Author: Mythili Sampathkumar

Posted on: The Independent | February 7th, 2018


The position of one base could put North Korean forces in South Korea in just 30 minutes

New satellite images showed that North Korea is building two new bases as well as upgrading two other facilities that could put troops in South Korea within 30 minutes.

The bases will house the secretive country’s hovercraft and a fleet of assault vehicles according to the Centre for Strategic and International Studies (CSIS), who published the images as part of a new study.

Leader Kim Jong-un’s latest move comes just ahead of the Winter Olympics taking place in Pyeongchang, South Korea.

The hermit kingdom is also preparing to mark the 70th anniversary of the founding of its military on 8 February, just one day before the Olympics begins.

Celebrations had originally been scheduled for 25 April, but North Korea moved the date up.

Joseph Bermudez, author of the study and an imagery analyst for the 38 North website, which is run by the US-Korea Institute at Johns Hopkins University, said the base at Yonbong-ni will be the closest to the border and is set to be finished next year.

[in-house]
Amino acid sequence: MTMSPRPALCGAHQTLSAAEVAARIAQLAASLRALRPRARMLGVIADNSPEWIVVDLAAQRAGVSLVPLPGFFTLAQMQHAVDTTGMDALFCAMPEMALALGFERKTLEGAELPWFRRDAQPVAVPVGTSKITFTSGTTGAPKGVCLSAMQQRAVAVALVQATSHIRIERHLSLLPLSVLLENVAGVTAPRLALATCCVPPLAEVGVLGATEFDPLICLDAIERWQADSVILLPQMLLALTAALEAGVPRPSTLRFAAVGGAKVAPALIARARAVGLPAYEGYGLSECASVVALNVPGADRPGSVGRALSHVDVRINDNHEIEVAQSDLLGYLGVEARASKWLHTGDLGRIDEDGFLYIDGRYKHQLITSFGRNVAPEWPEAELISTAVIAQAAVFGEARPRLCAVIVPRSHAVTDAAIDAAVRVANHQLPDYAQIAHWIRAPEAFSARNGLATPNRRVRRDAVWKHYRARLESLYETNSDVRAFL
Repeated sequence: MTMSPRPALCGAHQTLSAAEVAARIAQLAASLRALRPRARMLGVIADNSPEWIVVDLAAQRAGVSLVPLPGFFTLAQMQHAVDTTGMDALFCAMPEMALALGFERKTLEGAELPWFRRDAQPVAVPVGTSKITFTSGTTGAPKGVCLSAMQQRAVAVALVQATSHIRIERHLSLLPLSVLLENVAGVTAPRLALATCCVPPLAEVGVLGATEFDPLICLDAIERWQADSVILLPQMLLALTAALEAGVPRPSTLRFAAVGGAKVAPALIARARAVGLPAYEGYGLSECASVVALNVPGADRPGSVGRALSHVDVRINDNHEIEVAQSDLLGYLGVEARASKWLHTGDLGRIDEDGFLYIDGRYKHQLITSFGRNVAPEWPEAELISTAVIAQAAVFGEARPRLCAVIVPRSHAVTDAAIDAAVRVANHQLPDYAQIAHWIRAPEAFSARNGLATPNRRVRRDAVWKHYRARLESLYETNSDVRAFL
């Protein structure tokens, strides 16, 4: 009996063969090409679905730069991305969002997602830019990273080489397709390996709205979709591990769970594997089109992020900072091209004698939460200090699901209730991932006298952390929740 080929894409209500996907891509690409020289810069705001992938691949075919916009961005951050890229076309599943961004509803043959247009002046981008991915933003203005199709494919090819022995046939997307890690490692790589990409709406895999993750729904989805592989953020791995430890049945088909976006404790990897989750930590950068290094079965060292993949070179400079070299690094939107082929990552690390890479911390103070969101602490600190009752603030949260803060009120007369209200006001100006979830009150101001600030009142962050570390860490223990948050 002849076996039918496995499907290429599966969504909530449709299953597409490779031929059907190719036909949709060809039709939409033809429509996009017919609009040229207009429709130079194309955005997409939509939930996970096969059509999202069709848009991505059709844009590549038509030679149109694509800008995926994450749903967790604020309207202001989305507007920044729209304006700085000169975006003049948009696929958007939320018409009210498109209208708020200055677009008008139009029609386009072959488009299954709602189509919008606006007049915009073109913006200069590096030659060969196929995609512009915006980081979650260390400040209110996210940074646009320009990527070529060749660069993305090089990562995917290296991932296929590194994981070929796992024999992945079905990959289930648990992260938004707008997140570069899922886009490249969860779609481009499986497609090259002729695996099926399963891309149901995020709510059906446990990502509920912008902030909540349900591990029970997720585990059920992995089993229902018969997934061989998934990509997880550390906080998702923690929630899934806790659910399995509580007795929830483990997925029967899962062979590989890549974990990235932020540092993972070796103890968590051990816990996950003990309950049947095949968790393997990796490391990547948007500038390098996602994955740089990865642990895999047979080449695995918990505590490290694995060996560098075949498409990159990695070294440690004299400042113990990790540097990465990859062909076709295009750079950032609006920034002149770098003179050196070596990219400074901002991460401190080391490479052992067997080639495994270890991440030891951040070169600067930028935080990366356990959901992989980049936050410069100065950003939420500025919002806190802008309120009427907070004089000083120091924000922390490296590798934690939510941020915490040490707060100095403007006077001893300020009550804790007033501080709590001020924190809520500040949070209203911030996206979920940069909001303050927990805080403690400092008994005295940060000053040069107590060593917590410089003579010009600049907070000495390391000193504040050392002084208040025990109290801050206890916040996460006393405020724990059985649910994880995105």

Satellite imagery uncovers improved strength in North Korea’s hovercraft units – a key element to the Korean People’s Army (KPN).

— CSIS (@CSIS) February 5, 2018

From there, the South Korean port of Incheon is just 90 minutes away, but the South Korean island of Daecheong-do is only a half hour away for hovercraft to make land.

“However, thus far the Korean People’s Navy has not significantly increased the number of hovercraft deployed along the West Sea and has not forward deployed the hovercraft units from older bases,” CSIS wrote.

Other satellite imagery showed that 13,000 troops were rehearsing at a training facility outside the capital Pyongyang.

Amid growing concerns that North Korea is continuing to build its nuclear weapons programme despite strict US and United Nations sanctions, US President Donald Trump has agreed to delay joint military exercises with South Korea until after the Winter Olympics.

Mr Trump consulted with South Korean President Moon Jae-in on the matter, according to Pentagon spokesman Colonel Rob Manning.

The decision pushes back a set of annual military exercises known as Foal Eagle, which are usually held between February and April. Foal Eagle is a series of exercises designed to test the readiness of the US and South Korean militaries.

Seoul also announced that it would begin direct talks with Pyongyang.

Mr Moon ran his presidential campaign last year with the promise and goal of a «sunshine policy» towards North Korea; more open economic relations and direct negotiating to achieve peace.

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